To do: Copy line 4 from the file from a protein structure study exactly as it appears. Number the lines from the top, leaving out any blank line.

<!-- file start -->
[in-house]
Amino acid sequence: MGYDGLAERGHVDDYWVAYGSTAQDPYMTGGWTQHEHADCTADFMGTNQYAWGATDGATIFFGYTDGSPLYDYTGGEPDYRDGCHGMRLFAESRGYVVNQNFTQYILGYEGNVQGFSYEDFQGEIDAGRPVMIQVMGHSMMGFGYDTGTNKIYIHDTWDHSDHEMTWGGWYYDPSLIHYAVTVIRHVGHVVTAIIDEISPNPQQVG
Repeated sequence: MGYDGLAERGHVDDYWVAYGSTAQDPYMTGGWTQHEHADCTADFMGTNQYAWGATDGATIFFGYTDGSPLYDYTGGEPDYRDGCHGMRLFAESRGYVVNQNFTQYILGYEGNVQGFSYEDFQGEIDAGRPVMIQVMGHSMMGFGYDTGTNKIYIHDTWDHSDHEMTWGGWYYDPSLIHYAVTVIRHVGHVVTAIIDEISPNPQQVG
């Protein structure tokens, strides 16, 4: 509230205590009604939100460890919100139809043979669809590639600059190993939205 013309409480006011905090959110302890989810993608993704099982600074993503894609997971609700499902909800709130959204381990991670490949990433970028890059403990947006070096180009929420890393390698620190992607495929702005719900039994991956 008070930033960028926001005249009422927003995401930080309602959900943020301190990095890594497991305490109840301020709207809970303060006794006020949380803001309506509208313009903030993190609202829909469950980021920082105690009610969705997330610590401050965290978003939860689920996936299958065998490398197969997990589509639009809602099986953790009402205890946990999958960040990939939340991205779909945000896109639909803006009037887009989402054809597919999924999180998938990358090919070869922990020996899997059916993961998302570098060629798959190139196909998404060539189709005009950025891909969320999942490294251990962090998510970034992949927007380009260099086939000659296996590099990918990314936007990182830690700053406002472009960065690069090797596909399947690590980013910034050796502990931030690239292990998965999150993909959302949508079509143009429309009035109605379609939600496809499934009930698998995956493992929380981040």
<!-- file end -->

């Protein structure tokens, strides 16, 4: 509230205590009604939100460890919100139809043979669809590639600059190993939205 013309409480006011905090959110302890989810993608993704099982600074993503894609997971609700499902909800709130959204381990991670490949990433970028890059403990947006070096180009929420890393390698620190992607495929702005719900039994991956 008070930033960028926001005249009422927003995401930080309602959900943020301190990095890594497991305490109840301020709207809970303060006794006020949380803001309506509208313009903030993190609202829909469950980021920082105690009610969705997330610590401050965290978003939860689920996936299958065998490398197969997990589509639009809602099986953790009402205890946990999958960040990939939340991205779909945000896109639909803006009037887009989402054809597919999924999180998938990358090919070869922990020996899997059916993961998302570098060629798959190139196909998404060539189709005009950025891909969320999942490294251990962090998510970034992949927007380009260099086939000659296996590099990918990314936007990182830690700053406002472009960065690069090797596909399947690590980013910034050796502990931030690239292990998965999150993909959302949508079509143009429309009035109605379609939600496809499934009930698998995956493992929380981040």